If the company you worked for was a US company, it sounds like they were in clear violation of the FCPA (Foreign Corrupt Practices Act). US companies are barred from bribing foreign officials. I'm surprised to hear that such illegal acts would be included in the budget. Or perhaps were you working for a non-US firm in a country that does not have a similar law?
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Damn, where are my mod points today?
Forklift is NULL
I love it! My new k5fs format is the superior elastic web-scale storage solution premier!
I guess that's better than rotten half rabbit.
Sounds questionable to me. Going by the definition on wikipedia:
"A deflationary spiral is a situation where decreases in price lead to lower production, which in turn leads to lower wages and demand, which leads to further decreases in price.
If nobody is really pricing goods in bitcoins and nobody is getting paid in bitcoins, how could the feedback cycle that would normally cause a deflationary spiral exist? Even if bitcoins deflate massively, I don't think that necessarily proves the Keyensians right.
It was Keynes, and he indeed predict that by now, we'd all be working a lot less and have a lot more leisure time. Turns out he was wrong.
Exactly. In the real world, dev monkey doesn't get to make the decisions. If dev monkey doesn't code around the problem, PHB finds a different code monkey to make the change. Not everyone gets to work for themselves or for a small startup where they can make their own decisions.
This is a problem of bad APIs and people not competent to select libraries with better ones.
While that might sound true, I think the problem is deeper than that. The issue in a lot of cases is developers having to deal with non-ideal SSL/TLS setups that they have no control over.
It usually goes like this:
Dev monkey gets told by PHB, we need to make our communications secure, so implement SSL. Dev monkey adds SSL support to the app. Code seems to work. Testing (or even worse, someone in Production) comes back and says: dev monkey's SSL code doesn't work with our Customer XYZ's server. Dev monkey tests things himself and finds that Customer XYZ is using a self signed cert or an expired cert. Dev monkey tells PHB that Customer XYZ needs to fix their setup. PHB tells dev monkey that the setup cannot be changed because of ABC and that dev monkey needs to "code around the issue". Dev monkey updates app to not choke on bad certs. Code gets released, and Customer XYZ's remote worker gets p0wned by a man in the middle attack. Customer XYZ blames PHB, PHB blames dev monkey. Dev monkey sighs and gets another mountain dew.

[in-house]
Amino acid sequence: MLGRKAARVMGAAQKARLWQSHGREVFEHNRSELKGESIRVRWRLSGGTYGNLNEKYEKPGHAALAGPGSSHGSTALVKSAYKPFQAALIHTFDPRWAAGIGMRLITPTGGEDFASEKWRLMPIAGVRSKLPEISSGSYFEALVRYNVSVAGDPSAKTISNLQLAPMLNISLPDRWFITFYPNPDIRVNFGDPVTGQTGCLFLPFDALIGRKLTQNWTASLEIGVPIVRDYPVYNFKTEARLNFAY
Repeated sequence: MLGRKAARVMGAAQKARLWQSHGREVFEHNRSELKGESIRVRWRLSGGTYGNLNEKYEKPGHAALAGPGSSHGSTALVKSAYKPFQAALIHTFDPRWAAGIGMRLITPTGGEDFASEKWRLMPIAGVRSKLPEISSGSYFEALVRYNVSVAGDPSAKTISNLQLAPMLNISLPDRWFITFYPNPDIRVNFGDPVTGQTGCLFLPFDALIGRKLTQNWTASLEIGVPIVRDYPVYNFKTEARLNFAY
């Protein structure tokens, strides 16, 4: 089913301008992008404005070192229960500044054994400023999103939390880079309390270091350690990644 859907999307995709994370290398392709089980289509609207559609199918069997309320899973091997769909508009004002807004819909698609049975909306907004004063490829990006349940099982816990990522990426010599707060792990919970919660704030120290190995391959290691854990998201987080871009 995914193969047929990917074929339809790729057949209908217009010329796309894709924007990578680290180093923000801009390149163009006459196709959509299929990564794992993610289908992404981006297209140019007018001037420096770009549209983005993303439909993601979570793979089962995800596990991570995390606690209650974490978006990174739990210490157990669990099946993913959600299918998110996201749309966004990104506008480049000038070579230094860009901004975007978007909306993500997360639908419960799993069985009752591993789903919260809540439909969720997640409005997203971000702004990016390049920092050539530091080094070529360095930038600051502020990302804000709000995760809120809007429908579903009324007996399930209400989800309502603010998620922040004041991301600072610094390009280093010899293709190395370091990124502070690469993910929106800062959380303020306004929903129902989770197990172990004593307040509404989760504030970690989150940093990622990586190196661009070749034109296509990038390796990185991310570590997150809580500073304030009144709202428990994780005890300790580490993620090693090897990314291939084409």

Yep. And from there on it will all be down-hill for ARM server growth. I already miss the glory-days of ARM server and we've barely even started.
I see you are new here. Let me help you: subtracting 1 has been considered higher math since this place was called Chips & Dips.
Thank you for pointing that out. Everyone should know that the PAN is indeed stored in plain text on the magstripe. If the hardware was compromised, there's almost no way to stop someone from getting it.
Yeah, and how the hell does the moon work, anyway? Where did it come from? NOBODY KNOWS! NOBODY KNOWS! We'll never know!
My "Next Big Thing" is the best. (Always wish for more wishes!)
The issue isn't that we need one specific "Next Big Thing"; our future requires that we maintain a steady stream of "Next Big Things". So...
If we only had a way we could harness the power of the "crowd" and come up with a method of mining ideas for the "Next Big Thing"... Perhaps a forum for professionals, engineers, and suits where they can post and discuss a stream of ideas about the "Next Big Things". If only such a thing existed...
And don't even think about trying to use this idea. The patent is already applied for and I'll sue you into the ground.
I believe the correct buzzword is Creative Destruction.